"TOS was probably one of the worst of the Star Trek series. I can only name about seven episodes that I would re-watch. TNG Seasons 1 and 2 were also Nothing to write home about. DS9 got off to a slow start, but watched as a whole, it's probably the best of the lot! What I cannot understand is why everyone wants to go back to something that was not all that great! I'm just not getting it!"

    TOS was written in the 1960's and was plagued by many of the general problems of TV of that era. For example, by today's standards, TOS is incredibly sexist.

    So I can certainly understand why many modern viewers find TOS to be unwatchable.

    On the other hand, FOR IT'S OWN TIME, it was a revolutionary progressive and enlightened show. Both in terms of its morality and in terms of the sci fi stories it was telling. It just didn't age very well. After all, it *has* been over half a century.

    So no, nobody wants to go back to TOS.

    What some people, like me, want, is for modern Trek to carry this torch to the current era. We want a progressive show with a moral center that is actually *about* something. We want a show that will inspire future generations to create a better future... or to become scientists and engineers... or to put their old prejudices aside and accept people who are different from themselves.

    TOS did that in the 1960's. Even at it's worst (and there are some real stinker episodes in TOS) it managed to do that. This is especially amazing, when you remember just how cheap everything on that show looked like.

    Can you honestly say that Discovery achieves this goal? Or even tries to?

    'We want a show that will inspire future generations to create a better future….'

    Well...why don't people say so?' Actually, I don't think that avid viewers can easily pinpoint what they dislike about ST Discovery, but I think that the majority would agree with your statement...the sentence I set apart especially.

    I have to disagree with your last statement, though. I really do think that the writers are trying their best to preserve the essence of Star Trek. It's very difficult; however, because our psyches have been saturated with progressive ideas and knowledge over the past 50 years….and like today's's almost impossible to present the audience with ideas which are original, and not recycled. Fans have become more sophisticated through the sharing of Information and knowledge..through social media...our own man-made Babylon.. using technology we only dreamed of..some of which ironically was introduced on TOS.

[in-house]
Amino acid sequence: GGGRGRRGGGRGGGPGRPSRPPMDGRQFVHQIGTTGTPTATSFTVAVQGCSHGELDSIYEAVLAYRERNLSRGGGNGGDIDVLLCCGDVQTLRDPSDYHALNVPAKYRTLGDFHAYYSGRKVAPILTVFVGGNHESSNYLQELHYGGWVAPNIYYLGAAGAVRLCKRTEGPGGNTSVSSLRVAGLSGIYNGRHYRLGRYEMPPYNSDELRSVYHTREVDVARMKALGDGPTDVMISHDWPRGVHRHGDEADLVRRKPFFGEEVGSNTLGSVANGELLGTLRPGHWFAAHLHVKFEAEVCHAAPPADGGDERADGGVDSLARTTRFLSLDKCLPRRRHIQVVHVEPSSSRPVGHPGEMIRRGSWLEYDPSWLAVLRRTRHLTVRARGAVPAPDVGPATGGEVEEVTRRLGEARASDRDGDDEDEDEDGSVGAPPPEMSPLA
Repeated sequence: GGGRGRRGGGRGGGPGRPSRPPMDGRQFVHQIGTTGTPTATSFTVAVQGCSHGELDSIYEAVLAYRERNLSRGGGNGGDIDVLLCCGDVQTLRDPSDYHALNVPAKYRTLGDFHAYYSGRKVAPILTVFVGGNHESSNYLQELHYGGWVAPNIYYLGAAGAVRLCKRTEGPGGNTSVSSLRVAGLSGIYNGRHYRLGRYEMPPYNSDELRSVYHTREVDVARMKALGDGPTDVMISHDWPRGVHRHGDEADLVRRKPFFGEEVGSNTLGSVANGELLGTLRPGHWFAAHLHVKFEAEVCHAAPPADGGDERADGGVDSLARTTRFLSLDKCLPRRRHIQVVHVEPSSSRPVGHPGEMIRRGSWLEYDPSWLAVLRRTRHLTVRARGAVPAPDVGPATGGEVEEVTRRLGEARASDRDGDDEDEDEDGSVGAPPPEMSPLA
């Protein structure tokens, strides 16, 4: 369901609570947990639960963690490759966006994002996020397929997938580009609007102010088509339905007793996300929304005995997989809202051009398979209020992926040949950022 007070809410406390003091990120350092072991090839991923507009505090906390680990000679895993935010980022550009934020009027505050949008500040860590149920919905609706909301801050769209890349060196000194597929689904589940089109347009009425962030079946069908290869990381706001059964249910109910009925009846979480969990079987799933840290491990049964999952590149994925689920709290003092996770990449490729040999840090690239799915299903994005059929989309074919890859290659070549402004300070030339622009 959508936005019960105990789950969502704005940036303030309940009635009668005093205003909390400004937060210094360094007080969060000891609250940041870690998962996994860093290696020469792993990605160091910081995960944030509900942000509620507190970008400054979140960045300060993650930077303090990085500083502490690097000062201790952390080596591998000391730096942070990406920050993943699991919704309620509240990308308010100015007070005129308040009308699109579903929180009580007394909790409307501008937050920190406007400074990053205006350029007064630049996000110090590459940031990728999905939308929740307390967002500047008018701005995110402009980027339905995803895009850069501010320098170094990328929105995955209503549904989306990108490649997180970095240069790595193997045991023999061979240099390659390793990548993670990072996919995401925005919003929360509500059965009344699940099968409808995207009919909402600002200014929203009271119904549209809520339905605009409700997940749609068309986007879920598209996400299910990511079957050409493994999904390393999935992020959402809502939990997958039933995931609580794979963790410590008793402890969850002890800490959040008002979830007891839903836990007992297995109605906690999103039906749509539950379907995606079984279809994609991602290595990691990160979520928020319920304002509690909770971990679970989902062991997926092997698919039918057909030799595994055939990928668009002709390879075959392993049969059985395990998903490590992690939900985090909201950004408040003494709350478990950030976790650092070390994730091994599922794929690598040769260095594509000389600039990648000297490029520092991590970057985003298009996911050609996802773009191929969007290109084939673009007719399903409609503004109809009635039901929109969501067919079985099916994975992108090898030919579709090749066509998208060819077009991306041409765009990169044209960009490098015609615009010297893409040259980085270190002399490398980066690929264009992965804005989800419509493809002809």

But while I think the writers are doing their best, I think that you are right in saying that Discovery hasn't added much in terms of achieving what TOS originally set out to do. The themes seem to be set to: appease rather than challenge….force rather than convince…

    So, all that being said...I've noticed that I haven't taken the time to watch last week's episode, and I be honest and ask myself why.

    Enjoying the second season, but for Tilly turning into a combination of Wesley and Neelix. She’s making it hard to watch.

    I haven't read the review yet, but I wanted to say that this episode was a familiar Trekkian type of episode redone well by Discovery. I actually felt like I was watching actual Star Trek. Which is nice considering Discovery is supposed to be an updated Star Trek and not some generic action sci-fi series which it sometimes felt like during earlier episodes.

    I liked this episode better than the previous one, because of what others have mentioned about it being more like classic Trek. I don't know why we can't just fire up a five year mission and have interesting/weird/scary "Planet of the Week" stories.

    But I also share the antipathy for the spore drive and more broadly, the temptation this show (like "Fringe" and BSG) has to veer into woo. I understand that some people like that kind of thing, but I hate it.

    On Tilly: I generally like her. I think it's cool that the show features a female actor with, on the one hand, a pretty face and beautiful hair, but also not the standard body type one sees on TV. But it's also silly to claim she's not chubby. Chubby doesn't mean obese. It's certainly true that the uniform isn't doing her any favors.

    hello jammer and everybody,

    i liked this episode but not as much as you jammer. its not realiste for me that the scientific coloniste is simply happy that he knows the truth but dont have proof to show the other habitants. not satisfactory.
    good addition owosekun for the story. this is the first time one crew person is inserted to the prinicpal story, no? but for me and my partner, it was a bit slow. saru and tilly scenes were good. saru is our preferred personage.

    i watch more tonight. salutations jammer.

    New Eden's buildings so reminiscent of where the Caretaker plonk down Janeway's crew (Voyager pilot).
    Simplistic unravelling of what the Red Angel's missions are.
    I like it.

    This was the most Trek-like episode of Disco so far. I really enjoyed this one, even though I don’t agree with Pike’s assessment about the PD. I mean, I hated Janeway’s decision in Caretaker, and I slogged through 7 seasons built upon that shaky premise. This was overall well done, and the scene at the end, fantastic. 3.5/4 for me.

    I loved the short scene around minute 4 on the bridge where Tilly closes windows on Burnham's console screen and it is all about "to do" lists and private stuff. Hilarious and only visible when you stop the image.